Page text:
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TWICS - Theophylline with Inhaled CorticoSteroids

Chronic Obstructive Pulmonary Disease (COPD) is a progressive lung disease affecting approximately 3 million people in the UK.  It is the fifth leading cause of death in the UK and costs the NHS approximately £1 billion annually.  Exacerbations of COPD are associated with accelerated rate of lung function decline, reduced physical activity, reduced quality of life, increased mortality and increased risk of other illnesses such as acute myocardial infarction and stroke. 

Usual treatment for COPD is inhaled corticosteroids.  Small studies have shown that giving patients theophylline at a low dose can increase the sensitivity of their airway to the effects of inhaled corticosteroids – and thus make the inhaled corticosteroids work better. 

In the TWICS study, we aim to determine whether adding low dose oral theophylline to inhaled corticosteroid therapy in patients with COPD reduces the risk of exacerbation, is cost effective to the NHS, improves quality of life and lung function and reduces mortality.  To do this, we will compare the effects of low dose theophylline against the effects of a placebo ‘dummy treatment’, which looks like the genuine medicine but contains no active ingredient.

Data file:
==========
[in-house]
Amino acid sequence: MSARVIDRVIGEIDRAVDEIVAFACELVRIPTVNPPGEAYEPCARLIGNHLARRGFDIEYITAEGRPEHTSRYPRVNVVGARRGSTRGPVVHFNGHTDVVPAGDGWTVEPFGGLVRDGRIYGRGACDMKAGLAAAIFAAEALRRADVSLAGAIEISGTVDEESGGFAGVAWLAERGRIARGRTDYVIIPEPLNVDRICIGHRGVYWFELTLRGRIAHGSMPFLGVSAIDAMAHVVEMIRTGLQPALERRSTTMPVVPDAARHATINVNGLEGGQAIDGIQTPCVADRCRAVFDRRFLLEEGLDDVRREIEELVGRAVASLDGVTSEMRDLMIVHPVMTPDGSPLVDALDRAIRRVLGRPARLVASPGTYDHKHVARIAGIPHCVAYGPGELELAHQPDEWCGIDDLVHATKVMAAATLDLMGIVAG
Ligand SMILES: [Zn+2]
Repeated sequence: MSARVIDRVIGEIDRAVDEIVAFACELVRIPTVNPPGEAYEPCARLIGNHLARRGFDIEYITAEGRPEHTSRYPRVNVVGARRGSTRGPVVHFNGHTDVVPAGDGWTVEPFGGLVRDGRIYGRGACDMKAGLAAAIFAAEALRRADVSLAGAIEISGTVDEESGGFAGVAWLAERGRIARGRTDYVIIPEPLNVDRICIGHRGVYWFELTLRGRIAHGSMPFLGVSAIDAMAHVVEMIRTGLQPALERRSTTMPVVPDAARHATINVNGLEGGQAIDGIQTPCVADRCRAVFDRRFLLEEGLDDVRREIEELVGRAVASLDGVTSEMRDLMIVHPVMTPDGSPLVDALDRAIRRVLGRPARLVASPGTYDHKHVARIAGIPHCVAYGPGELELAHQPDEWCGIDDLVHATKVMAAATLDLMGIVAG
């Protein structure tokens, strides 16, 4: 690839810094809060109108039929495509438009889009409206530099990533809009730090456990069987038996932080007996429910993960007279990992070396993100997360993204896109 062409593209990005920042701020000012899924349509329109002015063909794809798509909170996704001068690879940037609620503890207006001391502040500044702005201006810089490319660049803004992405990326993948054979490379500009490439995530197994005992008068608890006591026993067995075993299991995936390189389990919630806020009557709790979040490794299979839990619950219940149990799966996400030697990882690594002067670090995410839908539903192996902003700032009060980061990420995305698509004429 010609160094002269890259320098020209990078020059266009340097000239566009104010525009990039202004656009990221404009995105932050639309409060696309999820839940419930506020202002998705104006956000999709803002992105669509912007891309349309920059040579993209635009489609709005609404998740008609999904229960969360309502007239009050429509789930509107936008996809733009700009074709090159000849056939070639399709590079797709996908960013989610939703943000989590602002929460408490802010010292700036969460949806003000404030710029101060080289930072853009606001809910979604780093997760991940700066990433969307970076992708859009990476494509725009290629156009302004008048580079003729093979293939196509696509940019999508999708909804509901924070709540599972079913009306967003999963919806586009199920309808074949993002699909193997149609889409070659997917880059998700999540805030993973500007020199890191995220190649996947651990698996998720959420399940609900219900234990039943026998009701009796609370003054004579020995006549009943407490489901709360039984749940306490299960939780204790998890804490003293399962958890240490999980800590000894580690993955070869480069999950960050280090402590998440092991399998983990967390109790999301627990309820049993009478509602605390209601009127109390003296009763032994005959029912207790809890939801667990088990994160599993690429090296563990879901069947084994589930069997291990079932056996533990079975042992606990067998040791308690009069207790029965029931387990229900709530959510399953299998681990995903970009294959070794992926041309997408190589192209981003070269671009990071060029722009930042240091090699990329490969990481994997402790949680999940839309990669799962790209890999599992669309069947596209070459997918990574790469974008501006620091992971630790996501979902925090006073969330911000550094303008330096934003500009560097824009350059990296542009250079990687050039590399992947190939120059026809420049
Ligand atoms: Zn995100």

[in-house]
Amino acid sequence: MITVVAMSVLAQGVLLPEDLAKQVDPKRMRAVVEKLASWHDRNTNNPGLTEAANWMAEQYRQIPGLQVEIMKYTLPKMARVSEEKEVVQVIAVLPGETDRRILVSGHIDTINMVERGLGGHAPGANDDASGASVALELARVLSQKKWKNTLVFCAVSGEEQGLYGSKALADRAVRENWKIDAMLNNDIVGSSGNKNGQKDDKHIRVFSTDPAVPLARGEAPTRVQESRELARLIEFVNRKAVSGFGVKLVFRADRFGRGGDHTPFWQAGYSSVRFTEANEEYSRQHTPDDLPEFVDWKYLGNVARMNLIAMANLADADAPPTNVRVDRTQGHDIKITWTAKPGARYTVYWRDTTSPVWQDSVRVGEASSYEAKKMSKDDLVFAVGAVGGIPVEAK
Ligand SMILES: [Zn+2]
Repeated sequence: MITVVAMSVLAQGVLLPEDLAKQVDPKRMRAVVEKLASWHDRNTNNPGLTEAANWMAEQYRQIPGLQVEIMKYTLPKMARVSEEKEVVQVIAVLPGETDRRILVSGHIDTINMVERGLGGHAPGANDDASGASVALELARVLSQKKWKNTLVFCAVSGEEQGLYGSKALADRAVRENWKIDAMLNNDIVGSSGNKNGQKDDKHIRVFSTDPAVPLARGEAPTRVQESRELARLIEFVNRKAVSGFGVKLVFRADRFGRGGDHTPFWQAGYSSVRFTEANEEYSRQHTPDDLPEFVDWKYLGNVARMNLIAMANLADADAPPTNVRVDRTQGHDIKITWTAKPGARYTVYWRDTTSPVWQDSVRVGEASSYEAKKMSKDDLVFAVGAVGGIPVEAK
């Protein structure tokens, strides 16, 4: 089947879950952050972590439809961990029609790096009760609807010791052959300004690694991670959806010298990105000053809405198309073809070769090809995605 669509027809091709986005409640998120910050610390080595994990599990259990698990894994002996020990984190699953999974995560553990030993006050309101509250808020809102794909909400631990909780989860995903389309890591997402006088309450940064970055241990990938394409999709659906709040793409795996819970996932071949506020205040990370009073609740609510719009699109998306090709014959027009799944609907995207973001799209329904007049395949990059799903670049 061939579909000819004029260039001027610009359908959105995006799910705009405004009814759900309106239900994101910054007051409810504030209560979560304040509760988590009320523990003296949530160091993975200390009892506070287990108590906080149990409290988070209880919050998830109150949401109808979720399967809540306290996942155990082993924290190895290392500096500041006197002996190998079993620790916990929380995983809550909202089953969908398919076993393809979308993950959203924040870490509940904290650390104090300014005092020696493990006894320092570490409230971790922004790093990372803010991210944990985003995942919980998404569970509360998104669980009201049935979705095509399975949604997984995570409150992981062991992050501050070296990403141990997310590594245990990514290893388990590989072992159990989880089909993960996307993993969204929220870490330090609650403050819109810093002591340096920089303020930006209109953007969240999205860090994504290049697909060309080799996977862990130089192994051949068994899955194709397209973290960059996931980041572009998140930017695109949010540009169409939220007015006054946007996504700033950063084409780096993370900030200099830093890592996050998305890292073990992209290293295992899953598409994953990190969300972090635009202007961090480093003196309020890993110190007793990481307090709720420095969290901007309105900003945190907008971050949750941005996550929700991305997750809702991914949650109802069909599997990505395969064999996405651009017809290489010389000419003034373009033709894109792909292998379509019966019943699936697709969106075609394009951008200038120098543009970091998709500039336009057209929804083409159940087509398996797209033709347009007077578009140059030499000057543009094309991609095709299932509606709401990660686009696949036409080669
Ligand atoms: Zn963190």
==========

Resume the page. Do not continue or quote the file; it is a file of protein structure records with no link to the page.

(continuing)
We will invite people with COPD to take part in our study.  If they agree, we will allocate them to receive low-dose theophylline or placebo for 12 months.  Half of the participants in the study will take low-dose theophylline and half of the participants will take placebo.  We aim to recruit 1424 people with COPD into our study.

We will follow-up study participants after 6 and 12 months to find out how they are getting on and whether they have had any exacerbations of their COPD.   A summary of the study can be found here.  You can read more about the study here

Analysis of the study results is ongoing and we will report results in 2018.

The final data cut for analysis was taken on 22 November 2017. 

Staff at research sites can no longer amend or enter data on the study website (log-ons have been disabled) - please contact the trial office ( with any corrections to data or additional data. 




The Health Services Research Unit is funded by the Chief Scientists Office of the Scottish Government Health and Social Care Directorates